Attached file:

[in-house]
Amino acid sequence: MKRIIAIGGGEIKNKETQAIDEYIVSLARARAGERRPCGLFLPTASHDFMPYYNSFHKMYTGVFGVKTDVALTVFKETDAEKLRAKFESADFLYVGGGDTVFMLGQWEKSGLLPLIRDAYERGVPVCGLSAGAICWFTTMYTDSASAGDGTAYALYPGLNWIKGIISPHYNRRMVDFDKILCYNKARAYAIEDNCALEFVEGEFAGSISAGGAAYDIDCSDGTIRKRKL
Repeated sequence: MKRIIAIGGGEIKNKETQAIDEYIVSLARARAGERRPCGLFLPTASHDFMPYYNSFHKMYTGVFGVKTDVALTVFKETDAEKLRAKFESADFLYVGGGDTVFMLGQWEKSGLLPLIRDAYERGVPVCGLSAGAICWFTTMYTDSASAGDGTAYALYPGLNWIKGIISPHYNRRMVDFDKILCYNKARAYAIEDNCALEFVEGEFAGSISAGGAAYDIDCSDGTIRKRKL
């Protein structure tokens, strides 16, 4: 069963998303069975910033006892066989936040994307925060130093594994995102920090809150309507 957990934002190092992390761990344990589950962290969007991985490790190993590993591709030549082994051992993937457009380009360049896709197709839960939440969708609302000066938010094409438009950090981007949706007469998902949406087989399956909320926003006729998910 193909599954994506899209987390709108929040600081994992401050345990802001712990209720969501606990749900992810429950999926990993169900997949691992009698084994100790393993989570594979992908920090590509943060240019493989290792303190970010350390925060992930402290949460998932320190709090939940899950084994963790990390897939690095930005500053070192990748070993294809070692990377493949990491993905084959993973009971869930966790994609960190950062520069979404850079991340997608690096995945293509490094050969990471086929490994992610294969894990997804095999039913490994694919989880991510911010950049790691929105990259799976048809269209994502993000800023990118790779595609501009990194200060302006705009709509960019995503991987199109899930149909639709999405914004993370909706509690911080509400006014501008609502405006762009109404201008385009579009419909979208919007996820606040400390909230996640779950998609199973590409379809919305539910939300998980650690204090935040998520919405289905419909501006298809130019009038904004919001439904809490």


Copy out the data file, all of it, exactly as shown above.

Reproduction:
[in-house]
Amino acid sequence: MKRIIAIGGGEIKNKETQAIDEYIVSLARARAGERRPCGLFLPTASHDFMPYYNSFHKMYTGVFGVKTDVALTVFKETDAEKLRAKFESADFLYVGGGDTVFMLGQWEKSGLLPLIRDAYERGVPVCGLSAGAICWFTTMYTDSASAGDGTAYALYPGLNWIKGIISPHYNRRMVDFDKILCYNKARAYAIEDNCALEFVEGEFAGSISAGGAAYDIDCSDGTIRKRKL
Repeated sequence: MKRIIAIGGGEIKNKETQAIDEYIVSLARARAGERRPCGLFLPTASHDFMPYYNSFHKMYTGVFGVKTDVALTVFKETDAEKLRAKFESADFLYVGGGDTVFMLGQWEKSGLLPLIRDAYERGVPVCGLSAGAICWFTTMYTDSASAGDGTAYALYPGLNWIKGIISPHYNRRMVDFDKILCYNKARAYAIEDNCALEFVEGEFAGSISAGGAAYDIDCSDGTIRKRKL
């Protein structure tokens, strides 16, 4: 069963998303069975910033006892066989936040994307925060130093594994995102920090809150309507 957990934002190092992390761990344990589950962290969007991985490790190993590993591709030549082994051992993937457009380009360049896709197709839960939440969708609302000066938010094409438009950090981007949706007469998902949406087989399956909320926003006729998910 193909599954994506899209987390709108929040600081994992401050345990802001712990209720969501606990749900992810429950999926990993169900997949691992009698084994100790393993989570594979992908920090590509943060240019493989290792303190970010350390925060992930402290949460998932320190709090939940899950084994963790990390897939690095930005500053070192990748070993294809070692990377493949990491993905084959993973009971869930966790994609960190950062520069979404850079991340997608690096995945293509490094050969990471086929490994992610294969894990997804095999039913490994694919989880991510911010950049790691929105990259799976048809269209994502993000800023990118790779595609501009990194200060302006705009709509960019995503991987199109899930149909639709999405914004993370909706509690911080509400006014501008609502405006762009109404201008385009579009419909979208919007996820606040400390909230996640779950998609199973590409379809919305539910939300998980650690204090935040998520919405289905419909501006298809130019009038904004919001439904809490």